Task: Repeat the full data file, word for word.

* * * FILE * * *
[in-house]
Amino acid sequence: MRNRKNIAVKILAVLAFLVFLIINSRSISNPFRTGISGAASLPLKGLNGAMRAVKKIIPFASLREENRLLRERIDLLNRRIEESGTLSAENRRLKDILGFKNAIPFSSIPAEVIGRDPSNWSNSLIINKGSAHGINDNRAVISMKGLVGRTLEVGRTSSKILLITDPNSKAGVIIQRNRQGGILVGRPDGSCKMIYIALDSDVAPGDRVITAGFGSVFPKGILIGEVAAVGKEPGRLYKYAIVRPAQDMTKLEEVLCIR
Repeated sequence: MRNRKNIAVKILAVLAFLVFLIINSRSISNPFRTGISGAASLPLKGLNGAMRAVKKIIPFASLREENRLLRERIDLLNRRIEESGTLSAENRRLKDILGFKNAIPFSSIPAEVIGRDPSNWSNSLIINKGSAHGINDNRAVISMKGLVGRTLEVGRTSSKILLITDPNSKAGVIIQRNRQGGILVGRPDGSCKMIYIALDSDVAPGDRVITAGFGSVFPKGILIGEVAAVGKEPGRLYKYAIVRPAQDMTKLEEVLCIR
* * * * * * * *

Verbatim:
[in-house]
Amino acid sequence: MRNRKNIAVKILAVLAFLVFLIINSRSISNPFRTGISGAASLPLKGLNGAMRAVKKIIPFASLREENRLLRERIDLLNRRIEESGTLSAENRRLKDILGFKNAIPFSSIPAEVIGRDPSNWSNSLIINKGSAHGINDNRAVISMKGLVGRTLEVGRTSSKILLITDPNSKAGVIIQRNRQGGILVGRPDGSCKMIYIALDSDVAPGDRVITAGFGSVFPKGILIGEVAAVGKEPGRLYKYAIVRPAQDMTKLEEVLCIR
Repeated sequence: MRNRKNIAVKILAVLAFLVFLIINSRSISNPFRTGISGAASLPLKGLNGAMRAVKKIIPFASLREENRLLRERIDLLNRRIEESGTLSAENRRLKDILGFKNAIPFSSIPAEVIGRDPSNWSNSLIINKGSAHGINDNRAVISMKGLVGRTLEVGRTSSKILLITDPNSKAGVIIQRNRQGGILVGRPDGSCKMIYIALDSDVAPGDRVITAGFGSVFPKGILIGEVAAVGKEPGRLYKYAIVRPAQDMTKLEEVLCIR